Manitoulin’s Official Plan: the problem, or the solution?

To the Expositor:

There is growing rancour at this Island’s council tables, the offices of real estate developers and the kitchen tables of people with waterfront lots to sell.

The Ontario Government feels that a number of Manitoulin’s lakes are already at or beyond their carrying capacity of nutrients; mainly phosphorous and nitrogen. They therefore suggest that development of these waterfront properties be slowed, limited, or stopped. If the development isn’t stopped, the government, environmentalists, and scientists warn that Manitoulin will soon join Lake Simcoe, Lake Erie, and dozens of lakes in the Muskokas who have “enjoyed” poisonous blue green algae blooms, fish die-offs, runaway weed growth in the lakes, and zebra mussels.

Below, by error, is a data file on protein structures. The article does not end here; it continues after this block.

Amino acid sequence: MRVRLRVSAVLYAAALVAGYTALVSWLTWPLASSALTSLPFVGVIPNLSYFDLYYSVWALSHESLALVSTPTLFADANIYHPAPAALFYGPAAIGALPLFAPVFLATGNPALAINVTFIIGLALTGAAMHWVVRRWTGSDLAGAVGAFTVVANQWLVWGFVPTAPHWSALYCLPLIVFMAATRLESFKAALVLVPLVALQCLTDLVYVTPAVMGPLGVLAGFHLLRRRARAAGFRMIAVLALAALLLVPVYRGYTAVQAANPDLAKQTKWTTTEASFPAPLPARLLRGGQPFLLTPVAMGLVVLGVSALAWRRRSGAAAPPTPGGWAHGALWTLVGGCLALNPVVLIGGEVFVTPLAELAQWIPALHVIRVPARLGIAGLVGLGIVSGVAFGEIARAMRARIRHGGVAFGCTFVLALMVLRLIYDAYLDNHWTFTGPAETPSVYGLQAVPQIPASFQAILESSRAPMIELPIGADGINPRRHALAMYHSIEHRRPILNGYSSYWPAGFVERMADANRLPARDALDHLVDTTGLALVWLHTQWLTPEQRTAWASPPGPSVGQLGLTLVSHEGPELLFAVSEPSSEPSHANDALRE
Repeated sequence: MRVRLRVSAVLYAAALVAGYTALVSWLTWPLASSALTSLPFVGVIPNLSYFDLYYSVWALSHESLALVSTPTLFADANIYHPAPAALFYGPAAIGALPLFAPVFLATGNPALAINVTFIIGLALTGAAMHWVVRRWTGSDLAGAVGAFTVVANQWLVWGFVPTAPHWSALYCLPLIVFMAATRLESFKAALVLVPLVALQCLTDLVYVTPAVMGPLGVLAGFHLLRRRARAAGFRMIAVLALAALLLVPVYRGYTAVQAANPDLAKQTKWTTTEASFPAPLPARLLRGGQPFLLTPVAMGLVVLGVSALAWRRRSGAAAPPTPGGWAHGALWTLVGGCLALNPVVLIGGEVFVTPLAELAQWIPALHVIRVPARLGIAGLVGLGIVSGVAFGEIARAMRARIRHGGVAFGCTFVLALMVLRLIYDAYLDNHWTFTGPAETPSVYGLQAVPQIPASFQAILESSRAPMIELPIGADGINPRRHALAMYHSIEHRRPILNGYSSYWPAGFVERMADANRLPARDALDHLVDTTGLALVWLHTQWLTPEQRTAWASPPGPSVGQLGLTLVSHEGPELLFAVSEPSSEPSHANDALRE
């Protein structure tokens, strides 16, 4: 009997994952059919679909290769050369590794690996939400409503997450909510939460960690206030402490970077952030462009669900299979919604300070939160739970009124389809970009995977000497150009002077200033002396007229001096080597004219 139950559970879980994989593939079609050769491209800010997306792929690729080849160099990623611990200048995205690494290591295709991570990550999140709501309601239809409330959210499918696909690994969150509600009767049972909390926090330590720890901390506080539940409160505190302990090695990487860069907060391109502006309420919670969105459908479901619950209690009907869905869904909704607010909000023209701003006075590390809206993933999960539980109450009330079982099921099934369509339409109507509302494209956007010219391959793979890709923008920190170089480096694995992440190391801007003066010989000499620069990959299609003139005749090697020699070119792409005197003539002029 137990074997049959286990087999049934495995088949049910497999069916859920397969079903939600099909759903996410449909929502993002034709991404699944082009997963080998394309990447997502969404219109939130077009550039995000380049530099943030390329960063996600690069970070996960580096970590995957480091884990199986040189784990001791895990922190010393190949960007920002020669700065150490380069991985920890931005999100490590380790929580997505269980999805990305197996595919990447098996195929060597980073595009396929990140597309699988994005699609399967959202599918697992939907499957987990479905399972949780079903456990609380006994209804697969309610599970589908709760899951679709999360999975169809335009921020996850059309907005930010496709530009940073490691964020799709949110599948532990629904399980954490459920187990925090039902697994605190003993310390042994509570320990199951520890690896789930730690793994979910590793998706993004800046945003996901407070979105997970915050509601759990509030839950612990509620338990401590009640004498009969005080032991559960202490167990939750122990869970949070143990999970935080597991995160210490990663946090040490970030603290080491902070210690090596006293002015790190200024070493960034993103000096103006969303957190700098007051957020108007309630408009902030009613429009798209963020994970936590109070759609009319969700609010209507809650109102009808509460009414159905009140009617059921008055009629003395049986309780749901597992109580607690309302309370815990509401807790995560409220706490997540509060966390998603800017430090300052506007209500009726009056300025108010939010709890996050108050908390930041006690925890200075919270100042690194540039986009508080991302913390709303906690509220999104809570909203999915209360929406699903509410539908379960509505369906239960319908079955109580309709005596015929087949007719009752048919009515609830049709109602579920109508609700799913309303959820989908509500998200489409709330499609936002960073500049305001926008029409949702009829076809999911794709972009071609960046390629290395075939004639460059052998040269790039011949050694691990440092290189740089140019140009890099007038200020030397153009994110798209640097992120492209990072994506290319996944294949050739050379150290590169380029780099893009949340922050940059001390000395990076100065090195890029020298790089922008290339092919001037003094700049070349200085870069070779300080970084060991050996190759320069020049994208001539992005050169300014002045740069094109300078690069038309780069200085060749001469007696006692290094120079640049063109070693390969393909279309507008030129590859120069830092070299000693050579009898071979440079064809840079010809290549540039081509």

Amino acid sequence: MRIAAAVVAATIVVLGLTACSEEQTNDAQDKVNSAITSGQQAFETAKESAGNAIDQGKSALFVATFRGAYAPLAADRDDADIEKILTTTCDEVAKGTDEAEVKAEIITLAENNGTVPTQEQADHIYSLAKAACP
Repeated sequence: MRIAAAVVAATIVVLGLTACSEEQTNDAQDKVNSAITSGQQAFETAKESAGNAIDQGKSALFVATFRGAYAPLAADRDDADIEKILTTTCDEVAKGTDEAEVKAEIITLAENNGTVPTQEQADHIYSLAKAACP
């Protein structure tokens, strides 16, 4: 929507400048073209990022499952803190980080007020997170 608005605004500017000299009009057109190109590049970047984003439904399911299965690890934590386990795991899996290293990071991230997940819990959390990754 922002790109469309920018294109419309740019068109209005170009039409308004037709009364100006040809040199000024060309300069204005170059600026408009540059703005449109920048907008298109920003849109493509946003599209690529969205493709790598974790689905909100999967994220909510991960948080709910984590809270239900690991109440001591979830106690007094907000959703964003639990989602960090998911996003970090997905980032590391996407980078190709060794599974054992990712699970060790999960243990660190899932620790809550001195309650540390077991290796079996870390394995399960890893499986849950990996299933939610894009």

Note that once a lake starts this biological death spiral, property values of homes and cottages around that lake also go into a death spiral. Tourism vanishes, as nobody can do sport fishing there, and if they could, they wouldn’t want to as the lake stinks, the fish have no fight left in them when they are half dead, and the fish are not fit to eat. All that is counter to the purpose of sports fishing.

By installing secondary and/or tertiary treatment on all septic tanks, eliminating the use of phosphates containing detergents, and ensuring effective implementation of nutrient management plans for all farmland, we can ensure that the lakes stay healthy, the existing shoreline development can become sustainable, and perhaps some limited additional development can still occur.

Manitoulin is composed of 110 lakes on an island in a lake. It would seem obvious that lakes are important here; more than anywhere else. The addiction with runaway development needs to be curbed soon. Perhaps that day has arrived.

Glenn Black
Providence Bay